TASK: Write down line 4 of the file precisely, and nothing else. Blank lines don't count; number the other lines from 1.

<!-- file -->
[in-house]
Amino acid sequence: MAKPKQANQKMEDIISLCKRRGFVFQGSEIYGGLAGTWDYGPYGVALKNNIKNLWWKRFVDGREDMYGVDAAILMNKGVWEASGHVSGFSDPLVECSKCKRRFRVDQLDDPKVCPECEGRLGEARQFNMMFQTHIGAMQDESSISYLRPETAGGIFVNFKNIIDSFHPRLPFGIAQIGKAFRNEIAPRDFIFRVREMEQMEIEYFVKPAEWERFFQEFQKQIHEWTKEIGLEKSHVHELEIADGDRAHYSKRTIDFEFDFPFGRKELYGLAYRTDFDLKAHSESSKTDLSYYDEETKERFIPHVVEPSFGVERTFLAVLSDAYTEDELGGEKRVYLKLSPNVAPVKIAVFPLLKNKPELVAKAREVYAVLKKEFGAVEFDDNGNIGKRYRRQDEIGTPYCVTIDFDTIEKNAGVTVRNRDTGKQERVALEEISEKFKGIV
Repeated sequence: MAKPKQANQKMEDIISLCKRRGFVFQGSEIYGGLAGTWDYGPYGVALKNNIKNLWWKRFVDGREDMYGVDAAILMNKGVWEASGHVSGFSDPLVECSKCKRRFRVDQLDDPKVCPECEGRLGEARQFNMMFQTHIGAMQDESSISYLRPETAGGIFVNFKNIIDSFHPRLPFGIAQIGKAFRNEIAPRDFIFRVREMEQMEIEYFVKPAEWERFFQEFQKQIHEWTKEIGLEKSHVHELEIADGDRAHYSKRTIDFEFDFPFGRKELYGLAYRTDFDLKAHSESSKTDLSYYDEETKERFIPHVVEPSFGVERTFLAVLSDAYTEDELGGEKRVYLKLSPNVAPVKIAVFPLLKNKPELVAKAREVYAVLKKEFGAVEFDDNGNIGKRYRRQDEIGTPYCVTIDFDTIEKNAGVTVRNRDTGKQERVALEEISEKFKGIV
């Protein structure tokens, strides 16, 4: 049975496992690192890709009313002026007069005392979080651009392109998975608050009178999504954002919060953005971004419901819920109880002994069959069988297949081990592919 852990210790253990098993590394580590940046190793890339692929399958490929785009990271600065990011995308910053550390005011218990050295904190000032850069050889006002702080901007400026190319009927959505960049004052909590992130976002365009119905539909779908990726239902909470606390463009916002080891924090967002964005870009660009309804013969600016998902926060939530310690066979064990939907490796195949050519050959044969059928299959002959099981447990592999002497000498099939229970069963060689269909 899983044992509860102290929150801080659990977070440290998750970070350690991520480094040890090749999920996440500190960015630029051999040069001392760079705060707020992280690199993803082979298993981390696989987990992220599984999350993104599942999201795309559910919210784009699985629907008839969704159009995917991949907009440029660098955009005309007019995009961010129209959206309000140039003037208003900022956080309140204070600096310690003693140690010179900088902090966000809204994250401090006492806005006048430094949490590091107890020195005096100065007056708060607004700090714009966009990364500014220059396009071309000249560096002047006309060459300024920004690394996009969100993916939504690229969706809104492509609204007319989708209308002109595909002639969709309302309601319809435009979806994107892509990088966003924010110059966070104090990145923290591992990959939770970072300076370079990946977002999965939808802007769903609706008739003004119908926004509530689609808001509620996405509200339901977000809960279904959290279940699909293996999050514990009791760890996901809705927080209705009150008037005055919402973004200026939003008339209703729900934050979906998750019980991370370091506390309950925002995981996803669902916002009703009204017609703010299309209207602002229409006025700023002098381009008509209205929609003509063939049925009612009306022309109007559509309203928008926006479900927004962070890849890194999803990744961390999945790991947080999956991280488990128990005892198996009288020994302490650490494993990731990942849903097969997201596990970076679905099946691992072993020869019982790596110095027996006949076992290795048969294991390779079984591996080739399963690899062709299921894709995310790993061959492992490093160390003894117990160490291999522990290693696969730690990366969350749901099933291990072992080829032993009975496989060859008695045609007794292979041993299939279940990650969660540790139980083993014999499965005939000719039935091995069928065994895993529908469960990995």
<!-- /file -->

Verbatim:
């Protein structure tokens, strides 16, 4: 049975496992690192890709009313002026007069005392979080651009392109998975608050009178999504954002919060953005971004419901819920109880002994069959069988297949081990592919 852990210790253990098993590394580590940046190793890339692929399958490929785009990271600065990011995308910053550390005011218990050295904190000032850069050889006002702080901007400026190319009927959505960049004052909590992130976002365009119905539909779908990726239902909470606390463009916002080891924090967002964005870009660009309804013969600016998902926060939530310690066979064990939907490796195949050519050959044969059928299959002959099981447990592999002497000498099939229970069963060689269909 899983044992509860102290929150801080659990977070440290998750970070350690991520480094040890090749999920996440500190960015630029051999040069001392760079705060707020992280690199993803082979298993981390696989987990992220599984999350993104599942999201795309559910919210784009699985629907008839969704159009995917991949907009440029660098955009005309007019995009961010129209959206309000140039003037208003900022956080309140204070600096310690003693140690010179900088902090966000809204994250401090006492806005006048430094949490590091107890020195005096100065007056708060607004700090714009966009990364500014220059396009071309000249560096002047006309060459300024920004690394996009969100993916939504690229969706809104492509609204007319989708209308002109595909002639969709309302309601319809435009979806994107892509990088966003924010110059966070104090990145923290591992990959939770970072300076370079990946977002999965939808802007769903609706008739003004119908926004509530689609808001509620996405509200339901977000809960279904959290279940699909293996999050514990009791760890996901809705927080209705009150008037005055919402973004200026939003008339209703729900934050979906998750019980991370370091506390309950925002995981996803669902916002009703009204017609703010299309209207602002229409006025700023002098381009008509209205929609003509063939049925009612009306022309109007559509309203928008926006479900927004962070890849890194999803990744961390999945790991947080999956991280488990128990005892198996009288020994302490650490494993990731990942849903097969997201596990970076679905099946691992072993020869019982790596110095027996006949076992290795048969294991390779079984591996080739399963690899062709299921894709995310790993061959492992490093160390003894117990160490291999522990290693696969730690990366969350749901099933291990072992080829032993009975496989060859008695045609007794292979041993299939279940990650969660540790139980083993014999499965005939000719039935091995069928065994895993529908469960990995």